Saturday, September 24, 2016

A Maniac Murderer.

Little Murders

John Anderson
John Anderson was a Swede with a quick and rash temper. He worked in the spoke shop of the Hall & Parmelee wheel factory in Wallingford, Connecticut and in March of 1874 Anderson was having difficulties with a fellow worker named Edward Yale. Their arguments escalated rapidly and when Anderson threatened to shoot Yale he was taken seriously. The boss, Horatio Hall, fired Anderson and place another man on the machine he had been running. Edward Yale filed charges with the police and Anderson was arrested.

Out on bail and fuming with anger, Anderson entered the spoke shop on Mach 7 brandishing two loaded revolvers. He fired at Fredrick Newton who had replaced him on the machine, hitting him in the shoulder. He shot Horatio Hall in the temple, killing him instantly. Anderson then began firing indiscriminately around the shop, though he hit no one else. When both pistols were empty he ran from the shop.

Still in a fit of rage, Anderson ran to a nearby railroad depot and cut his own throat nearly from ear to ear. Though he was bleeding profusely it took four men to subdue him.

The following January, in a packed courtroom, John Anderson was tried for first degree murder. His plea of insanity was not surprising, Anderson had been called a maniac by the press from the beginning. The nature of the murder and the attempted suicide afterward were good indications that Anderson was not mentally sound. But the jury did not agree, and after only a half hour of deliberation found him guilty of first degree murder. Anderson was sentenced to hang in April 1875.
The hanging was postponed as Anderson’s attorneys petitioned for a new trial. They charged that there had been errors in law regarding the admission of evidence and in the judge’s instructions to the jury and claimed that they had new evidence of Anderson’s insanity. At a hearing on the matter in January 1876, the court was not convinced and a new trial was denied. That April the attorneys took the petition to the Connecticut Supreme Court. The petition was so long that it took several hours to read aloud in court. The Supreme Court ruled to allow Anderson a new trial.

The trial was held in May 1878, more than four years after the crime. This time the jury deliberated for four days, and returned a verdict of guilty of second-degree murder. John Anderson was sentenced to life imprisonment at the Middletown Hospital for the Insane.

Anderson stayed in the hospital for four years, then on May 4, 1882, he escaped. He left behind a letter to one of his doctors saying that he would be out of the country in twenty-four hours. He had plenty of money and was armed to the teeth, but did not plan to hurt anyone unless he was cornered, then he would fight to the death.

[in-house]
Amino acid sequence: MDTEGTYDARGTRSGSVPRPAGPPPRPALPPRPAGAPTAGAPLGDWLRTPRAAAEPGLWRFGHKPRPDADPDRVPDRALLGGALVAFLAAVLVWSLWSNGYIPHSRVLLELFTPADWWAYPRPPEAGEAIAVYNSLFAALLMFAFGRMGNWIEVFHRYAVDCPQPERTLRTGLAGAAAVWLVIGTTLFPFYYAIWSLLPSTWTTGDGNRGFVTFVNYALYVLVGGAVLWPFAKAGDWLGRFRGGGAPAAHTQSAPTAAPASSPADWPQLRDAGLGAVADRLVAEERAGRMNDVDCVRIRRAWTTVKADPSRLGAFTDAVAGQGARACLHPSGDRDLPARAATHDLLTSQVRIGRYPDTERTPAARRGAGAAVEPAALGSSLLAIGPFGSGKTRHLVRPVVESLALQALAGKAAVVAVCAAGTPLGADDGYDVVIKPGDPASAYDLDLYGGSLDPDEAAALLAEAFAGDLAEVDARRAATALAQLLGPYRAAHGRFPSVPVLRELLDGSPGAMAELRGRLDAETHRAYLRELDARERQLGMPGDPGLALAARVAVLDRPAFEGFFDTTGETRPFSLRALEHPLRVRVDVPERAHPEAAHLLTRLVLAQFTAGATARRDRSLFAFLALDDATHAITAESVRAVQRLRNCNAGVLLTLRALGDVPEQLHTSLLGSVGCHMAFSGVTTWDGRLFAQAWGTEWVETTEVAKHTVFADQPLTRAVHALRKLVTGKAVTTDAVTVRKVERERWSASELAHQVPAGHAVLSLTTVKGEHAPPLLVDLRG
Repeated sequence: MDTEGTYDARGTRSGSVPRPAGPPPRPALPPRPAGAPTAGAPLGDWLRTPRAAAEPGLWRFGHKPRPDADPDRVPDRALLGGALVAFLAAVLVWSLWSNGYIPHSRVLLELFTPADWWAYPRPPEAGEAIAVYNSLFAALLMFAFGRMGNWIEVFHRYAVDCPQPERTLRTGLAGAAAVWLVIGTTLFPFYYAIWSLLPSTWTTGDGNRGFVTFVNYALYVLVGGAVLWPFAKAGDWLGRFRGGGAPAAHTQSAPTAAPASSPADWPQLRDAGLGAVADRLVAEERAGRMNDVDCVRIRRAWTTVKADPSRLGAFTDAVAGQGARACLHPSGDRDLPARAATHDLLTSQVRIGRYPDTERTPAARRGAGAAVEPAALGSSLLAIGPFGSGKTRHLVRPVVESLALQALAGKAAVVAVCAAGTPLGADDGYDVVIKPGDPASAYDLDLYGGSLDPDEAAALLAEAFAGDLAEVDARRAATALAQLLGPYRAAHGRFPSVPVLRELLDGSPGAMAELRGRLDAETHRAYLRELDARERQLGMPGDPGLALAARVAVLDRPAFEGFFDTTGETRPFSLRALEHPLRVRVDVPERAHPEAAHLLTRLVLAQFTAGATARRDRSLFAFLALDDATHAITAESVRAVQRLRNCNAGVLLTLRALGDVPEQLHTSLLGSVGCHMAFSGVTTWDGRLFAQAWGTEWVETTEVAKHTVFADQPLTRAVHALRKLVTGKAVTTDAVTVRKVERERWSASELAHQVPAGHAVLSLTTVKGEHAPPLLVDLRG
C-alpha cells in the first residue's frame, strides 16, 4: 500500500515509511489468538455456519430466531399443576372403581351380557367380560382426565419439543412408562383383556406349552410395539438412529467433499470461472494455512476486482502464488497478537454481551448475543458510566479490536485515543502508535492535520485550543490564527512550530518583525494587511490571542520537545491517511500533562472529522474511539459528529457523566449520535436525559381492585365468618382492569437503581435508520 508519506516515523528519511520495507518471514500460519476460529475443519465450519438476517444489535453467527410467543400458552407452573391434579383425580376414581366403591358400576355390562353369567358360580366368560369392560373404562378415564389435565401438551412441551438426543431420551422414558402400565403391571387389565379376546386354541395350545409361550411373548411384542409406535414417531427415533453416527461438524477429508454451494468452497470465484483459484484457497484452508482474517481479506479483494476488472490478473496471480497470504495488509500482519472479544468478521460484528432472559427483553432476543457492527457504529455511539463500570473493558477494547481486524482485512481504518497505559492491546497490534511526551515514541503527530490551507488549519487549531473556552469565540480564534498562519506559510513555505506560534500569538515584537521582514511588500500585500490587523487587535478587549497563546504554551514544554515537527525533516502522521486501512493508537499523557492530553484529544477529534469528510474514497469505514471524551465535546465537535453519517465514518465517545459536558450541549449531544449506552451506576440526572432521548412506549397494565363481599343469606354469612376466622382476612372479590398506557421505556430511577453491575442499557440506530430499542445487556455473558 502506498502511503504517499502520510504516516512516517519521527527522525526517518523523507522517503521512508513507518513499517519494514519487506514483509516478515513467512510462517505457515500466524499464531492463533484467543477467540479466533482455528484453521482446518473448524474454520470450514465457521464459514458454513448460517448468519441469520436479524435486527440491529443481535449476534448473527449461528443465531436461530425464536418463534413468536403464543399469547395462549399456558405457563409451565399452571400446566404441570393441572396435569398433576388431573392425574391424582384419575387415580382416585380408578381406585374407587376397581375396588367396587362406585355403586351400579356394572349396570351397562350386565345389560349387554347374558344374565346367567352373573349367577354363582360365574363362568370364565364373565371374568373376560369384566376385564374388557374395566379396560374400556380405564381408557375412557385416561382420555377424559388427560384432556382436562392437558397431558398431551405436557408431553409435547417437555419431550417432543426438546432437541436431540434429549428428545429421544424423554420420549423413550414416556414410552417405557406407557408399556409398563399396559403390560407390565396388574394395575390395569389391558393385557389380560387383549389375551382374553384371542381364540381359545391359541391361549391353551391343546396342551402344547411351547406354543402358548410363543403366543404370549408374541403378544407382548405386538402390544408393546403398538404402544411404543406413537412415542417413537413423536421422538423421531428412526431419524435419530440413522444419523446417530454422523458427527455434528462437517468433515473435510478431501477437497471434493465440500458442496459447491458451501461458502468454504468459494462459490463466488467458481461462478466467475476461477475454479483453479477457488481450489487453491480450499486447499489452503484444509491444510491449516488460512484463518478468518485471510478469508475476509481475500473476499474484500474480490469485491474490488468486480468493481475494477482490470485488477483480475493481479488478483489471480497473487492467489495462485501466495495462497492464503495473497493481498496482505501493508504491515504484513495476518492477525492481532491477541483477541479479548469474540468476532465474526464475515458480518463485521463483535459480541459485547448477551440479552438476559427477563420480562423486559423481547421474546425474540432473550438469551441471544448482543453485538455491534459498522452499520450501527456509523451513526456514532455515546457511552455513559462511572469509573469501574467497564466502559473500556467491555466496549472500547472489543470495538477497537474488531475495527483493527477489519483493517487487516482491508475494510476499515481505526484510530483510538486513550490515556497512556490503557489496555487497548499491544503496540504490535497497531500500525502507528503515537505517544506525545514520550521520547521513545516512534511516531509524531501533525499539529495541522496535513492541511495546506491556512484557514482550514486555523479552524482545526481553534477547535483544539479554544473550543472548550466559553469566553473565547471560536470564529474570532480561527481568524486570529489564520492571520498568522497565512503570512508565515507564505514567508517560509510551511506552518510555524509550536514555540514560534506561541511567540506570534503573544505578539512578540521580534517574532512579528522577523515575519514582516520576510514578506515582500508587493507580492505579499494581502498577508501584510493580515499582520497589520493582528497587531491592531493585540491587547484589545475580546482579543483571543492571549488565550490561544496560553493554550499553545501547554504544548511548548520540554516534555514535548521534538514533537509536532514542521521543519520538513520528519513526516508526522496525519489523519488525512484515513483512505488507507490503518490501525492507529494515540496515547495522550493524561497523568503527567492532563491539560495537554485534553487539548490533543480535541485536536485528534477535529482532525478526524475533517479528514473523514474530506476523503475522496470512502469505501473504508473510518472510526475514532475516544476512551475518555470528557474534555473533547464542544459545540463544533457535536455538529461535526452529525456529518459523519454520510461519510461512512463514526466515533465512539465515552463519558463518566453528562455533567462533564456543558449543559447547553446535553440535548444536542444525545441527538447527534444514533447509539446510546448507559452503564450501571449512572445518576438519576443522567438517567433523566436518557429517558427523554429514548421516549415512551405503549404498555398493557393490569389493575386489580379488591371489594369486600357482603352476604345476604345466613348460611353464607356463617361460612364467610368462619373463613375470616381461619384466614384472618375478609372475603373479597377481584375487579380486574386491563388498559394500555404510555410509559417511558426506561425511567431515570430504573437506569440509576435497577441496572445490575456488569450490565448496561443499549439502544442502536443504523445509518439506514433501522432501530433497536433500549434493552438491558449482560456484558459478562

The escape caused considerable excitement in Wallingford, where many believed that Anderson had been feigning insanity all along. They did not believe that he meant no one harm, and expected him to show up in Wallingford seeking revenge. Guards were placed around the houses of L. W. Hubbard who had been the prosecuting attorney in Anderson’s trials; Franklin Johnson, the justice of the peace; and E. H. Ives, treasurer of the Hall & Parmelee Wheel company against whom Anderson held a special grudge. Anderson’s wife kept her door bolted, she did not believe he was insane but thought his imprisonment had made his temper worse and he would be seeking revenge.

Anderson never turned up in Wallingford; apparently he was sincere in his plan to leave the country. He was at large for ten days and had gotten as far as New Jersey where he had a run-in with some strangers. He was arrested there and sent back to Connecticut.

"A Carless Watchman." New Haven Register 5 May 1882.
"A Connecticut Tragedy." National Aegis 14 Mar 1874.
"A Maniac Murder." Daily Graphic 7 Mar 1874.
"Andersen's Last Chance." Columbian Register 8 Apr 1876.
"Anderson Sentenced." Columbian Register 6 Feb 1875.
"Anderson's Escape." New Haven Register 5 May 1882.
"Connecticut." Boston Traveler 18 Jan 1875.
"Glad of the Capture." New Haven Register 13 May 1882.
"Hearing Upon the Petition for a New Trial for Anderson." Columbian Register 8 Jan 1876.
"Hunting for Anderson." New Haven Register 6 May 1882.
"John Anderson." National Police Gazette 10 Jun 1882.
"Murder in the Second Degree." New York Herald 29 May 1878.
"New-Jersey." New York Times 14 May 1882.
"Ruffianism." Portland Daily Press 9 Mar 1874.
"The Anderson Case." Columbian Register 23 Jan 1875.


Tessa says:
September 25, 2016 at 2:01 AM

So many 'fours' in this one!

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